Iowa State University has nine test wells in the buffer to monitor nitrates in the groundwater and the amount that’s still in the water when it goes into Rock Creek.
The stream will be sampled for nitrates and dissolved phosphorus for three years. Seedcorn producers have been offered incentives to try cover crops for three years.
Weigh ROI. Water from Rock Creek makes its way to the Middle Cedar River, a source of drinking water for the city of Cedar Rapids. The city is partnering with more than a dozen agencies and private groups to offer more incentives to farmers in the larger watershed in the next few years. NPPC is one of the partners in the project on the Weber farm. “They want more data to help compare the effects of hog manure and commercial fertilizer, and what may be leaving or not leaving our farm. Agriculture needs more data, and I’m interested in seeing our own data, as well,” John says.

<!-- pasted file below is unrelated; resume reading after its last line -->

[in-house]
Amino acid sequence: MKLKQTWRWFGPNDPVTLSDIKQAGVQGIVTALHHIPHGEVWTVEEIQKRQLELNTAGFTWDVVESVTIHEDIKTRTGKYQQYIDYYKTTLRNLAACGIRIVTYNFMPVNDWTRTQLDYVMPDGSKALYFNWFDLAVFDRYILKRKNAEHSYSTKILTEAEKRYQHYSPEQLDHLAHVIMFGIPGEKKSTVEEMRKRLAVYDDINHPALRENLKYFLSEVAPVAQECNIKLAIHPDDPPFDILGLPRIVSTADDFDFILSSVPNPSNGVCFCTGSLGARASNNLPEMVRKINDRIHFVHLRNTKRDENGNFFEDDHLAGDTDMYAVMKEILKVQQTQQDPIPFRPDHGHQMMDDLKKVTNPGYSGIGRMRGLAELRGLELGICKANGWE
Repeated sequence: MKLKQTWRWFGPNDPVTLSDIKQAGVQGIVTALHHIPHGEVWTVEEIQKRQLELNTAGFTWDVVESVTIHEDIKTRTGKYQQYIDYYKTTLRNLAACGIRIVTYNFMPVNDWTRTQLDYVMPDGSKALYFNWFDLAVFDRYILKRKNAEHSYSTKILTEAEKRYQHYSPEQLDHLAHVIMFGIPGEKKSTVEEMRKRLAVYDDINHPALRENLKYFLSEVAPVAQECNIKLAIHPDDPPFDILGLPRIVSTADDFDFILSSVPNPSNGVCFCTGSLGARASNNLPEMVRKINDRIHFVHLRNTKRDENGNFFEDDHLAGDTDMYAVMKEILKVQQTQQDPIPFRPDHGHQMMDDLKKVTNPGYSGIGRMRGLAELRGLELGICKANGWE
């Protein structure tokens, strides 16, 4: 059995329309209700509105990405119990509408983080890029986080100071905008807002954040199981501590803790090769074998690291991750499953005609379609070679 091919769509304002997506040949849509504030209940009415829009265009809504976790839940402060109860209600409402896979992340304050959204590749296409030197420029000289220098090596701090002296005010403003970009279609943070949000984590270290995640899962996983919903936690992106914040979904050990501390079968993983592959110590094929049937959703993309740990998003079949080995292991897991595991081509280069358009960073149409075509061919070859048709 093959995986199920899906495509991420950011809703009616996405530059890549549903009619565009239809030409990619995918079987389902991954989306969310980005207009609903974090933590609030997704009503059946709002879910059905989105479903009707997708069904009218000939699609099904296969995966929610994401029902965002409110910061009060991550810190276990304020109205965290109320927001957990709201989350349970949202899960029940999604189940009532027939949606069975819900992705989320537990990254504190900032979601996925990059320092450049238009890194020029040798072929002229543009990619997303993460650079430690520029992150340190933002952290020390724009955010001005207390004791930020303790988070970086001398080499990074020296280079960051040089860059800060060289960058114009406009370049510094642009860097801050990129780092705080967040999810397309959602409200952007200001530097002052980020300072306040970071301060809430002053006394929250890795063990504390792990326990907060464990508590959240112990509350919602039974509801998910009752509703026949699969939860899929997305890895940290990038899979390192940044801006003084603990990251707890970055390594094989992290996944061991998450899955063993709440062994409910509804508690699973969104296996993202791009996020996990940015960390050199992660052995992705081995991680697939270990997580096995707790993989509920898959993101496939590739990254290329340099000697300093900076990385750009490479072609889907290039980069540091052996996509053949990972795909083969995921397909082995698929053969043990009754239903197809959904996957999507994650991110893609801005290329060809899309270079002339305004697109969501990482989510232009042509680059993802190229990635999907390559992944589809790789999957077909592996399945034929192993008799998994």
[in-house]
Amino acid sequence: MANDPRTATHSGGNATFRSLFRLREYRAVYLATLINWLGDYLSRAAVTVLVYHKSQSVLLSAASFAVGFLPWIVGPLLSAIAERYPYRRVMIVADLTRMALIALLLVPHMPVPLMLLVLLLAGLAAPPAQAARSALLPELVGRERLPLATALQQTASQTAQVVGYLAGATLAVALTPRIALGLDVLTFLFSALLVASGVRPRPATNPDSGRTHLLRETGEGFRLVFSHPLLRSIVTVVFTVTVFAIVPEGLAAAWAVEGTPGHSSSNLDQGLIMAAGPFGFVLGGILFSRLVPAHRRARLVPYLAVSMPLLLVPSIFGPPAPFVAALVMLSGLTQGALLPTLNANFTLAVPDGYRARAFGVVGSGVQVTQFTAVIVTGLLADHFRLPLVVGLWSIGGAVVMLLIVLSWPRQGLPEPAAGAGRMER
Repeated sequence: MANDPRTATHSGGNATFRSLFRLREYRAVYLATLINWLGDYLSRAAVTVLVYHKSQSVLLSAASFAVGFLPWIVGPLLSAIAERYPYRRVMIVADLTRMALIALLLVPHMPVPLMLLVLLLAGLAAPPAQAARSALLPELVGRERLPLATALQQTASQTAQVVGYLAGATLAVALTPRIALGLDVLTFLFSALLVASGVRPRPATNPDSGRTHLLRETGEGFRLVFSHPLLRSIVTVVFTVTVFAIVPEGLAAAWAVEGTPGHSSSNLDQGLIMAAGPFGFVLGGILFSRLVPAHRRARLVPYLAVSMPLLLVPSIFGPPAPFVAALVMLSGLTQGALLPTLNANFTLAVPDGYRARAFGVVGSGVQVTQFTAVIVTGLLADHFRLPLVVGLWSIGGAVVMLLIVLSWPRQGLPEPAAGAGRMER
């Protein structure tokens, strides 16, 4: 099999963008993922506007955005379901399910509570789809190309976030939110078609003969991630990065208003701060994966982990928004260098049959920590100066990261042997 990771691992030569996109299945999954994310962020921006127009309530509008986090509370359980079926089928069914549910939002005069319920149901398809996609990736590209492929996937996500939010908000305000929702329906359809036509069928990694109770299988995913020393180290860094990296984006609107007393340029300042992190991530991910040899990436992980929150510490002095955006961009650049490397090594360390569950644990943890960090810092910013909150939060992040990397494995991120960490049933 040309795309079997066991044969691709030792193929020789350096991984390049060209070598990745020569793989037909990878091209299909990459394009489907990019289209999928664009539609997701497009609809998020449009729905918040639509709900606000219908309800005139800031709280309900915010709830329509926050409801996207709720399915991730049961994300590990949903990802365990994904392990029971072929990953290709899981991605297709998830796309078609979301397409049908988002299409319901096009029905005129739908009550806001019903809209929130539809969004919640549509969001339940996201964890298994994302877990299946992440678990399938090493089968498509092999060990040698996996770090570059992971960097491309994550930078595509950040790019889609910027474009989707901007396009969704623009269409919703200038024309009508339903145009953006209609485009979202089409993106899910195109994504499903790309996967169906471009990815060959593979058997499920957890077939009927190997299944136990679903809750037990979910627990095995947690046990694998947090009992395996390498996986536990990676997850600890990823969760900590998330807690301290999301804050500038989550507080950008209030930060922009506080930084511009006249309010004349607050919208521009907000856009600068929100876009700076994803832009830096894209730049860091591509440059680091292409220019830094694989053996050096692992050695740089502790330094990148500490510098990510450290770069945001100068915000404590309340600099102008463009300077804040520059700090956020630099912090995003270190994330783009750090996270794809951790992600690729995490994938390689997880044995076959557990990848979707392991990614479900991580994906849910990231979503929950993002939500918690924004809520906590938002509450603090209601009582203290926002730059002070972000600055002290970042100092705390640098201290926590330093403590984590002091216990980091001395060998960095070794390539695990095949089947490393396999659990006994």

The Webers say that like most farmers, they’re much more conscious of how their farming methods affect the amount of nitrates in streams than they were just five or 10 years ago. “You may have an investment of $20 to $30 an acre in cover crops, and that’s for long-term benefits. You don’t get much return on that investment over the first year or two. But, you have to weigh that operational cost against long-term gains and doing things the right way as a responsible farmer,” John says.
“We’re working at it, but we can do better,” he adds. “Most everyone can. I really endorse the idea that everyone should be doing something for better water quality and soil protection.”